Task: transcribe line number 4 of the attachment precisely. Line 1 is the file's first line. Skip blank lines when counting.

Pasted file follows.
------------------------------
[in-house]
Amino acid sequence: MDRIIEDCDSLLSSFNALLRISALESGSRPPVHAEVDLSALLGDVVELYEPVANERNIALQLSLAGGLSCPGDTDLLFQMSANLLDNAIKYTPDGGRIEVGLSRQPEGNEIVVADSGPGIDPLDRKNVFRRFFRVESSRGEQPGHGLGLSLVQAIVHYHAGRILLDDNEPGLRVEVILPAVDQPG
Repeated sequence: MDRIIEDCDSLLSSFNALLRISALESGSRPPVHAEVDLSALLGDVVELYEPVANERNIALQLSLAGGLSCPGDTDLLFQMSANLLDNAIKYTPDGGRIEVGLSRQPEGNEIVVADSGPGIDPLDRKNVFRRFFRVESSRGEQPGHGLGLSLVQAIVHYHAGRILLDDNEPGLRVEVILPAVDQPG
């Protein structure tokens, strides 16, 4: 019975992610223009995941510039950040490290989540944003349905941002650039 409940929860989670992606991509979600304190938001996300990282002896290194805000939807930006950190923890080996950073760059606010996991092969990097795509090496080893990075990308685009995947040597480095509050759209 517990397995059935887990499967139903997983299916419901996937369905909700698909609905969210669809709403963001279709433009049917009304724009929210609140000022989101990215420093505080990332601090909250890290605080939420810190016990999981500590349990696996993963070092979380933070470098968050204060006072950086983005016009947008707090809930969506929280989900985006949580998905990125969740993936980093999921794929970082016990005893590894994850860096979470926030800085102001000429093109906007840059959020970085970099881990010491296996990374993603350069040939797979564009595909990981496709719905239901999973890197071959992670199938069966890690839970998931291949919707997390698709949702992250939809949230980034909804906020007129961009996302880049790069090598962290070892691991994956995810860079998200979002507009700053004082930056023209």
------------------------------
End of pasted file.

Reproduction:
């Protein structure tokens, strides 16, 4: 019975992610223009995941510039950040490290989540944003349905941002650039 409940929860989670992606991509979600304190938001996300990282002896290194805000939807930006950190923890080996950073760059606010996991092969990097795509090496080893990075990308685009995947040597480095509050759209 517990397995059935887990499967139903997983299916419901996937369905909700698909609905969210669809709403963001279709433009049917009304724009929210609140000022989101990215420093505080990332601090909250890290605080939420810190016990999981500590349990696996993963070092979380933070470098968050204060006072950086983005016009947008707090809930969506929280989900985006949580998905990125969740993936980093999921794929970082016990005893590894994850860096979470926030800085102001000429093109906007840059959020970085970099881990010491296996990374993603350069040939797979564009595909990981496709719905239901999973890197071959992670199938069966890690839970998931291949919707997390698709949702992250939809949230980034909804906020007129961009996302880049790069090598962290070892691991994956995810860079998200979002507009700053004082930056023209």